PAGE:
They Call ‘Em Sun Corals

By Gary Parr 10 years ago2 Comments

As common names go, few corals carry a more accurate name than the Sun Coral moniker often applied to Tubastrea coccinea and Tubastrea aurea. Their yellow and orange colors are unmatched by any other sessile invertebrate.
   When photographing my Tubastrea colony, the challenge was not to deliver the brilliant colors. That’s relatively easy to do. The extra component I wanted to add was to convey the translucency and delicacy of the tissue without giving up any color intensity. Several previous attempts didn’t deliver the image I wanted, so I decided to do a little “shooting in the dark.”
   The first step was to haul my butt out of bed when it was completely dark and the polyps were in full “bloom.” This time of day/night also allowed me to have complete control over the amount and direction of light that would illuminate the colony.
   Composition was also a challenge, as it is with all colony photos. Basically, it’s difficult to determine what to include and what to leave out. For this shot I wanted to show polyps at several angles and to have the top of the image be extended tentacles against a black background.
   Once I found the desired arrangement, I used a diffused remote flash, placed to the side and slightly behind the polyps, to bring out that translucent glow that I felt would make the image a level better than what I’d been able to achieve previously. I made four images, each with the flash in a different position. The image I chose from the four is one of my favorite coral shots because, to me, it makes the polyps look like a small cluster of suns.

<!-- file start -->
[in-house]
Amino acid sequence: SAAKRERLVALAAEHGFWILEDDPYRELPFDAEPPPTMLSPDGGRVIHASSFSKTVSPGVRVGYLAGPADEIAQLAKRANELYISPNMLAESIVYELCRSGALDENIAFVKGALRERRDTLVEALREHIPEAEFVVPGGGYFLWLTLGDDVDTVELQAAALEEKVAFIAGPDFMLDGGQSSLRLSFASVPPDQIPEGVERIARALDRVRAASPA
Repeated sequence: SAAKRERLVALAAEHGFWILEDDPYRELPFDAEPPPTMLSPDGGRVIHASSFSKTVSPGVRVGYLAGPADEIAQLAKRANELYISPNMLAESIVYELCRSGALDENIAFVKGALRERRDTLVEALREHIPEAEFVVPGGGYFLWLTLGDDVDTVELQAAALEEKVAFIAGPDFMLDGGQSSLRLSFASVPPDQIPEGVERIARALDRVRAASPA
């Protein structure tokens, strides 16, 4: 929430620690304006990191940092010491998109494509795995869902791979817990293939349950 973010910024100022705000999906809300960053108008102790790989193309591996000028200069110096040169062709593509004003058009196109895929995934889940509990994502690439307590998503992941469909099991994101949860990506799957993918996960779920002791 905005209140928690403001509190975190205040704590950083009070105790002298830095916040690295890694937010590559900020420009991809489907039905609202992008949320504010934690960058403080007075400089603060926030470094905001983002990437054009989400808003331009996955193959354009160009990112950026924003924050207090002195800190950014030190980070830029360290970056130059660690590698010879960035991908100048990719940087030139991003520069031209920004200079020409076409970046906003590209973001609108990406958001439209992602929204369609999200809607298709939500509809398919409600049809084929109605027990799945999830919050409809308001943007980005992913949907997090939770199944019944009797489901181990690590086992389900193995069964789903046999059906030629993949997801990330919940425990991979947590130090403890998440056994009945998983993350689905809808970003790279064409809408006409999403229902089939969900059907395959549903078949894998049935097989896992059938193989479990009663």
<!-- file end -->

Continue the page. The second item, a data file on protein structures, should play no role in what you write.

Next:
Technical details: 1/30 sec., f/18, ISO 400 , 7D, Sigma EX180 macro, diffused remote flash, remote release, tripod.–Gary L. Parr,,


 Gary Parr

  (82 articles)

Reef Threads is a podcast and blog that discusses the most interesting subjects from the various forums, blogs, and magazines supporting the reef hobby. Reef Threads is produced by Gary L. Parr and Christine Williams Pasagelis, two veteran reef hobbyists.Gary has been keeping aquariums for most of his life, starting with a 1-gal. bowl of guppies. He has kept reef aquariums for the past 15 years. His current tanks are a 65-gal. LPS and leather reef and a 40 breeder that contains azooxanthellate corals. Gary’s other hobby is photography. He specializes in macro photography and currently spends most of his time photographing coral and marine fish. You can see Gary’s work in the Reefs and Animals sections of his website, You can contact Gary at Williams started keeping fish while she was still a fetus. While the aqueous environment did lend itself to the hobby, it limited her to freshwater species, and so she decided to be born several weeks early. Through sign language, she demanded that her parents convert her crib into a reef aquarium and thus started her illustrious career in marine ornamentals. After completing her studies in biochemistry and molecular microbiology she went to work at “Animal ER” where unfortunately she was not filmed for the Animal Planet channel (though her feet did make a cameo during a rescue segment). She frequently lectures on reef topics including marine animal disease, fish husbandry, human-tank zoonosis, and fish cognition. Contact Christine at


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